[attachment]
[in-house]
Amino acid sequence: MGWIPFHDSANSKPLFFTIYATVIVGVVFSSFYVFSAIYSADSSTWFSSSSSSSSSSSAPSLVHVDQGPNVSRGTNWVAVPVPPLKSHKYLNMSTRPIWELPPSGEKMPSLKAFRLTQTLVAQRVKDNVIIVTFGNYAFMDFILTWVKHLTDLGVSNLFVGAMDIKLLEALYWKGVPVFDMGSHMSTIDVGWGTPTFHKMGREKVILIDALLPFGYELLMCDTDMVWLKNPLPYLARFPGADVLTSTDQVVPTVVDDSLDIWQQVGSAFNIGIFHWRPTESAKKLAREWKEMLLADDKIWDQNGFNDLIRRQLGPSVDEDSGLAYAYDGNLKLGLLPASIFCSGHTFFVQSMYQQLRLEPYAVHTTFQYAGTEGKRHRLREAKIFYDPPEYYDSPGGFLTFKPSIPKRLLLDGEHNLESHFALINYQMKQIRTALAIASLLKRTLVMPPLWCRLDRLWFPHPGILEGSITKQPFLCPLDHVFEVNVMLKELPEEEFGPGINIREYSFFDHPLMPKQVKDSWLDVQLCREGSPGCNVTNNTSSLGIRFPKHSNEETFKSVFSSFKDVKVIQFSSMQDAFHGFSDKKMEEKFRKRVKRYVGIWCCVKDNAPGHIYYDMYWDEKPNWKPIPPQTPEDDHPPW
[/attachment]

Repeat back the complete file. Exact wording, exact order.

[in-house]
Amino acid sequence: MGWIPFHDSANSKPLFFTIYATVIVGVVFSSFYVFSAIYSADSSTWFSSSSSSSSSSSAPSLVHVDQGPNVSRGTNWVAVPVPPLKSHKYLNMSTRPIWELPPSGEKMPSLKAFRLTQTLVAQRVKDNVIIVTFGNYAFMDFILTWVKHLTDLGVSNLFVGAMDIKLLEALYWKGVPVFDMGSHMSTIDVGWGTPTFHKMGREKVILIDALLPFGYELLMCDTDMVWLKNPLPYLARFPGADVLTSTDQVVPTVVDDSLDIWQQVGSAFNIGIFHWRPTESAKKLAREWKEMLLADDKIWDQNGFNDLIRRQLGPSVDEDSGLAYAYDGNLKLGLLPASIFCSGHTFFVQSMYQQLRLEPYAVHTTFQYAGTEGKRHRLREAKIFYDPPEYYDSPGGFLTFKPSIPKRLLLDGEHNLESHFALINYQMKQIRTALAIASLLKRTLVMPPLWCRLDRLWFPHPGILEGSITKQPFLCPLDHVFEVNVMLKELPEEEFGPGINIREYSFFDHPLMPKQVKDSWLDVQLCREGSPGCNVTNNTSSLGIRFPKHSNEETFKSVFSSFKDVKVIQFSSMQDAFHGFSDKKMEEKFRKRVKRYVGIWCCVKDNAPGHIYYDMYWDEKPNWKPIPPQTPEDDHPPW